Authors: Gabriela Valdivia*, University of North Carolina - Chapel Hill
Topics: Urban Geography, Environment, Human Rights
Keywords: Minor theory, feminist political economy, toxic landscapes, environmental justice, capabilities
Session Type: Paper
Start / End Time: 5:00 PM / 6:40 PM
Room: Cabinet Room, Omni, West
Presentation File: No File Uploaded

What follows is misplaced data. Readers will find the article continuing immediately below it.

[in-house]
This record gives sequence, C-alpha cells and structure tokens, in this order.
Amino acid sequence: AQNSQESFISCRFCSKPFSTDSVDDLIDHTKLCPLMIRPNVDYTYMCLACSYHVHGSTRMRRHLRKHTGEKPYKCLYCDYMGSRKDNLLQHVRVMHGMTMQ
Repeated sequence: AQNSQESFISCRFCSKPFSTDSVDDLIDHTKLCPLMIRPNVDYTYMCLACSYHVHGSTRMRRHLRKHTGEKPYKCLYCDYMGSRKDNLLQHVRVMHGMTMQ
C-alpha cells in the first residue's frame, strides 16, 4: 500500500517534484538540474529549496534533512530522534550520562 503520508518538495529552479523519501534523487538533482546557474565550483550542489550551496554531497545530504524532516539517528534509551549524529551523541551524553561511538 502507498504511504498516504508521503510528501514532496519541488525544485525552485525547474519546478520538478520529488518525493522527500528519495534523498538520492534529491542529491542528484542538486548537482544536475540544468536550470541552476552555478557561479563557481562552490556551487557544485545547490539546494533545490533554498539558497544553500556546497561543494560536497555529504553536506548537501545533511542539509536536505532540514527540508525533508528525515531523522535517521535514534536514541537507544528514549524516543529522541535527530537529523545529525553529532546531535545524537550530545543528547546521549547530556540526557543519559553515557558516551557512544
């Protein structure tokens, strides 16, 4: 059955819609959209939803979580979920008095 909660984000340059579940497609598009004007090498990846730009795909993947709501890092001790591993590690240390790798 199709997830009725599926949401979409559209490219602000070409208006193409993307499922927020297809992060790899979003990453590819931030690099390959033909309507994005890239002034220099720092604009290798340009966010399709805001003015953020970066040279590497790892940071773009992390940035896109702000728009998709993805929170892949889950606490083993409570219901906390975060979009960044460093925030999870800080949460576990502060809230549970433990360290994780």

Measured according to potential reserves, barrels of crude oil produced and moved, molecular weight and composition, and the uneven distribution of surplus, narratives about how oil flows tend to take the form of a self-referencing ‘hydrocarbon commodity chain,’ one that risks missing out on how oil capital morphs and moves through exchanges with uneven racial development intersecting the chain. Thinking with the porous exchanges between urban environments, bodies, and oil infrastructure in the petro-city of Esmeraldas, a pivotal node in Ecuador’s oil complex, this paper seeks to decenter the analytical attention, away from fluidity and towards the places through which oil flows, to reflect on the co-dependence between capabilities, responsibility, obligations and oil capital in sites of intense historical inequalities. The paper builds on the scholarship on affective economies and critical oil geographies to follow uncanny moments of oil and life encounters in Esmeraldas, where well-being is often subaltern to the comings and goings of the national oil complex. Keeping the flow of oil in the background of analysis, it retells oil stories as stories about self-determination and autonomy in oil-saturated economies to show how Esmeraldeño daily struggles are transversal to the oil chain, and how, in turn, life is incorporated, changed, and devalued in the process. Focusing on these minor narratives of oil flow in sites like Esmeraldas can to shift the spatial and temporal scales of knowledge production about oil’s circulation and enriches the possibility for creative interventions, intellectual and beyond.